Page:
Towards the end of the first part of my interview with Big Society Capital (BSC) chief executive, Cliff Prior, we discussed the possible role of social investment in the context of the wider economic climate facing charities and social enterprises in the UK. –

The discussion prompts me ask Prior about the extent to which he feels the expectations for the social investment market at the time the organisation launched four years ago have proved to be correct – and to what extent they’ve been modified.

The answer is clear: “Oh, I think substantially modified. Then, any startup will tell you that the business plan that you’ve got, once you’ve hit reality, you rapidly discover the world is a different place.

The biggest difference between the world social investment leaders imagined and the world that currently exists is, it seems, the attitude of institutional investors. As Prior explains: “I think there probably was an initial idea that it would be possible relatively quickly to draw on institutional finance, and to scale up deployment of social investment very rapidly. That hasn’t happened. From my contacts internationally, there are very few places where that has happened.

Safe as houses

So what’s going wrong? Is it that institutional investors are disgusted at investees lack of enthusiasm for impact measurement and won’t invest until charities and social enterprises can definitely prove they’ll generate £100 of SROI for every £1 invested?

Apparently not. It’s that most institutional investors only interested in safe, profitable property investments. Prior explains: “Institutional finance tends to come in not for the first fund, not even necessarily for the second fund. It’s the third one. Institutional investment wants proven risk and reward characteristics and it wants a quantum, some people say half a billion and that’s the smallest you’ll ever get them interested in.  Well, in the UK, that’s social housing and not much else.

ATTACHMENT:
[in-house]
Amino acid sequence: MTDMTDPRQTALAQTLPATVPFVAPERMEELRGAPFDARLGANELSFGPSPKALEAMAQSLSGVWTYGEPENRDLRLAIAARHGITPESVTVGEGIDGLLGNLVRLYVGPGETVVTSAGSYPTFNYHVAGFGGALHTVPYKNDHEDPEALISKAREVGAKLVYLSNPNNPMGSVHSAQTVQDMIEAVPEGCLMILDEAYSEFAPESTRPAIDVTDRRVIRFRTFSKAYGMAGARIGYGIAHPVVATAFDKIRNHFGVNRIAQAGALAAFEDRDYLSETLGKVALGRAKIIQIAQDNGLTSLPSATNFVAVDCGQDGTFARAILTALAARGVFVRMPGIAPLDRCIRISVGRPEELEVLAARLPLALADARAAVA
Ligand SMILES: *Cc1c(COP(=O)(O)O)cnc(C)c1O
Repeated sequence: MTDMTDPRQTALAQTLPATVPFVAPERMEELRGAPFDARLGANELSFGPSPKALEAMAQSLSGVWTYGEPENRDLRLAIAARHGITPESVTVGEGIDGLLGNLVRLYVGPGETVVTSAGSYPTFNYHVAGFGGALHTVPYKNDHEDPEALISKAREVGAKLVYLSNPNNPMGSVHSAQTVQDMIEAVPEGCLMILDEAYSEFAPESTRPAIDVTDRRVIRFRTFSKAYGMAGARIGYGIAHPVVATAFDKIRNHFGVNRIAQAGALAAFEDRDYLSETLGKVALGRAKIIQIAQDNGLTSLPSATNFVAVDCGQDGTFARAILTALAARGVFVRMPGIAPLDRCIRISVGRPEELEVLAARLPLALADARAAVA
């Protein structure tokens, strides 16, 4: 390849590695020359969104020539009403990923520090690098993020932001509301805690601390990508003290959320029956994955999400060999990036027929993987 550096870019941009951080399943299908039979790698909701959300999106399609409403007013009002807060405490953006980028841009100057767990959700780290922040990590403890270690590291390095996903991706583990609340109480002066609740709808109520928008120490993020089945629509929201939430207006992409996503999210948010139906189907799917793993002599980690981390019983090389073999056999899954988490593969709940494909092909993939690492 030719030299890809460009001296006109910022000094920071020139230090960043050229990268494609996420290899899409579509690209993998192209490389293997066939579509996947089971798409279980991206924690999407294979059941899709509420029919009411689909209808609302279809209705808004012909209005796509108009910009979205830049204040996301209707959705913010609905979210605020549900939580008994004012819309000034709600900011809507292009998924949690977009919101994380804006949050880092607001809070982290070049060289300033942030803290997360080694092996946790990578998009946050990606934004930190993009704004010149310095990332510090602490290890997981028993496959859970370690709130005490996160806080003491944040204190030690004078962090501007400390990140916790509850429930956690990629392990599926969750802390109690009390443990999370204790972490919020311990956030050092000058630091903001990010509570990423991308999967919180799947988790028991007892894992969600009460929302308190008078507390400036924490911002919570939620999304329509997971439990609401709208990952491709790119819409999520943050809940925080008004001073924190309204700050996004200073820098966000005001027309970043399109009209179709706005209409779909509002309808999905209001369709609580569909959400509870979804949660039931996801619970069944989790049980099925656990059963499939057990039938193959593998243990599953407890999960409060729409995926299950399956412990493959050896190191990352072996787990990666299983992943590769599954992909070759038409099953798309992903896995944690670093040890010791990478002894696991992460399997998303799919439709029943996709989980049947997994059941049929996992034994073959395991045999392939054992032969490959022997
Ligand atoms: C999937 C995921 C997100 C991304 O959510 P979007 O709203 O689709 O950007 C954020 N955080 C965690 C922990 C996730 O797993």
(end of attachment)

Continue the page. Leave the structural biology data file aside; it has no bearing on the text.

So where has new social investment been coming from? “In practice it’s been foundations, high net worths, family offices. Now more angel investors have come in. That isn’t to say that there aren’t some sources of funds from institutions outside of social housing but it’s been more on the CSR end.

I ask whether BSC has changed its strategy as a result. Prior’s response is that: “There is still a scenario that sees institutional finance come in. That’s social property. There is going to be the need for institutional finance into key social assets in the UK. They are at a scale. They are asset backed. Institutions could come in and do that. That’s great. Having that stream of work does not stop us also looking at other streams of work, including the much more peer-to-peer, community end and that middle ground of the more wealthy people, family offices, foundations. Impact led money. People putting their money into things where their first priority is the social benefit.